Monthly Archives: June 2018

Totally Immersed in Another Project

“When my son died, I couldn’t work so I stayed home and built this wall,” a fellow bereaved mother said. In awe, I looked up and down two lengths of neatly stacked rocks, some boulder-size. That’s when I knew I could actually do my own project that I’d started and struggled with earlier that day.

It began with an email that sent my heart soaring, crying with joy and gratitude. Friends of my deceased daughter were getting together for a bachelorette party, and one asked if I could “make a little video … to include Marika in the weekend.”

I knew nothing about videos, how to make them or send them, but knew I wanted to do this. Wanted, as in: would stop everything in my life including the dozen other projects I was engaged in, to do whatever I could “to include Marika.” Nothing means more to a bereaved mother than having her child remembered. So immediately, I googled, How To Make A Video On IPhone.

For some people, simply getting up and out each morning is a major project. For some it’s a way to keep their focus on or away from their sorrow. Some live from project to project, defining themselves by what they are involved in. Projects can open up new, life-changing possibilities. Growth. They can keep the brain working, and sharp. They can drive you and everyone around you crazy.

The video, I kept reminding myself, was not to be about me. It was not even about Marika although her presence had been requested. In the middle of panicking about what to record, I discovered that the video could be only 30 seconds long or it would be undeliverable.

You are laughing at me because everyone knows how to do this; any kid makes and sends videos several times a day. For me, it took a village. And lots of grunting. And whining. With lots of help, after many online tutorials and several sessions with friends over the course of two whole days totally engrossed in my mission, I came up with this. This is what I did this week instead of writing and photo-shopping my regular blog. It’s really rough. But I’m still beaming. And ready to begin another new project.

 

What is your pet project these days? What was the project that almost did you in?

 

 

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We Need to Take Care of Each Other

Robin Botie of Ithaca, New York, photoshops a dead butterfly into a perfect setting, in considering the life of beloved chef and author Anthony Bourdain of CNN's show Parts Unknown.Leaving the house one morning last week, I noticed a bright Monarch butterfly flying around the spirea bush outside my front door. I stood a moment watching it flutter over the tiny nectar-rich blooms, the most perfect setting a butterfly could want. Then I left in a hurry. Later that day, I noticed the butterfly was still there. It was flapping its wings only occasionally and seemed to be settling in for the night. Strange how it was still there, I thought. Maybe it was laying eggs, or maybe it was a sign from my daughter who died. I went about my long list of things to do before bed and forgot about it. The next day I found the butterfly. Still there. Only now it was lifeless.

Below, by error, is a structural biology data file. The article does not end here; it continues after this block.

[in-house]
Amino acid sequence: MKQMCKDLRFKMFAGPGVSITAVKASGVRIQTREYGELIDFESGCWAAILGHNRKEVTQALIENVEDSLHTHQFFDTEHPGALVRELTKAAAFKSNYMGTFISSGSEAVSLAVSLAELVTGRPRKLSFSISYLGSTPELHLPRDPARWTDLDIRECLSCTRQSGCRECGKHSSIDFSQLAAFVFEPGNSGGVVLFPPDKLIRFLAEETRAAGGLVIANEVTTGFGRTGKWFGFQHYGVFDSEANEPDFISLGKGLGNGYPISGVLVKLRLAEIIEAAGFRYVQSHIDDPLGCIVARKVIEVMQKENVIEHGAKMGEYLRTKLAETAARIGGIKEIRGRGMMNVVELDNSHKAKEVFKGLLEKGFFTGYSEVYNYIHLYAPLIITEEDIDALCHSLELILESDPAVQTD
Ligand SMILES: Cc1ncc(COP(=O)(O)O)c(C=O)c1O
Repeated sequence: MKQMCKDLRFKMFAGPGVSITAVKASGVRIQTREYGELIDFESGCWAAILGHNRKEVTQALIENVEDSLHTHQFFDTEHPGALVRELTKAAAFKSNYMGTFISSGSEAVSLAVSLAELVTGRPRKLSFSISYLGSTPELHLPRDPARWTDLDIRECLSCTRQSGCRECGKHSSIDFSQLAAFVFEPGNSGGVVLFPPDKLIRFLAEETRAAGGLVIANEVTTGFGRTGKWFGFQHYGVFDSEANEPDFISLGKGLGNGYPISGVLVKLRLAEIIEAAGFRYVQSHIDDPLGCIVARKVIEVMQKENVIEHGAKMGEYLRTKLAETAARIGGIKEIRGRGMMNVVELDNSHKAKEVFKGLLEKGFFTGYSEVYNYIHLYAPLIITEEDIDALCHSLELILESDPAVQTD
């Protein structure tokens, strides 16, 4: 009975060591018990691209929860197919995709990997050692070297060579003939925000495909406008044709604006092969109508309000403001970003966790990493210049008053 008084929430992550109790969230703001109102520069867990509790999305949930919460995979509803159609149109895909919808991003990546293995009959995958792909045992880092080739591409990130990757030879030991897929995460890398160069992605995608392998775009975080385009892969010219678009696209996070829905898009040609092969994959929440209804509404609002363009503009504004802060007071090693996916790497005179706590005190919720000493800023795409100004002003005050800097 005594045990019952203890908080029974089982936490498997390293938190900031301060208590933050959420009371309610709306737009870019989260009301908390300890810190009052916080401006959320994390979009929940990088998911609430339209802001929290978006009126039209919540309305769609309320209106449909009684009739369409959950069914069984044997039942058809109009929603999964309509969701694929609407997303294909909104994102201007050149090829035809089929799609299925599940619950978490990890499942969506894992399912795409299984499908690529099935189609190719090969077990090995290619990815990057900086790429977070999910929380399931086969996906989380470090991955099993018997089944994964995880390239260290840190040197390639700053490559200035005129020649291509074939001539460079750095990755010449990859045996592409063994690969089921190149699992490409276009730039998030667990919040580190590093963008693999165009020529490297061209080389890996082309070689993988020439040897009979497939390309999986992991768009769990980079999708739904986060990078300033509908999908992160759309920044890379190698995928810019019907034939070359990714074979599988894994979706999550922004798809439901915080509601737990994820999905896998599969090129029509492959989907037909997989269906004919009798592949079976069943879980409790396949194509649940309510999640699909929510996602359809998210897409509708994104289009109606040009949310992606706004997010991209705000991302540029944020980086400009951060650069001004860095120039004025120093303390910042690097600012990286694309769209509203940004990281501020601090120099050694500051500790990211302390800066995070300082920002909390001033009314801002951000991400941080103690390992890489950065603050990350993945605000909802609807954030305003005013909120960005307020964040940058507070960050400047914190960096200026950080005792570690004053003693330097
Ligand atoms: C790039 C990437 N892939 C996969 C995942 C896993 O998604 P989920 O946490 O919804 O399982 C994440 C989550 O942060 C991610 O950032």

When I tried to gently remove the poor thing from its perch, I found one of its antennae was wound around a small branch. The butterfly had gotten itself stuck. And now it was dead. All that time, I never noticed it had been struggling. If only I had reached out my hand when I first saw the butterfly, I could have shooed it away and maybe it would still be alive. If I had spent more time, I might have seen it was in trouble. I could have helped.

That was the same week Anthony Bourdain took his life. CNN, the TV station that keeps me company as I photoshop, was broadcasting information for the National Suicide Prevention Hotline. In between they were playing clips from the celebrity chef/author’s popular world-travel documentary, Parts Unknown. It was hard to believe. The man who had everything. A perfect life. Now over. Where did he get stuck?

It made me realize we need to take care of each other better. We need to slow down and pay attention. Love, listen, and reach out more. Sometimes I can be oblivious to the inner workings of my fellow humans and other creatures around me. But these are the ones I share this time on earth with. We are all related. And each one’s well-being matters.

 

How do you help a friend who’s stuck in a bad place? And what can I do with this dead butterfly, too beautiful to throw away?

 

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Fathering Continued Beyond the Grave

Robin Botie of Ithaca, New York, photoshops an old photo of her father who is still fathering from beyond the grave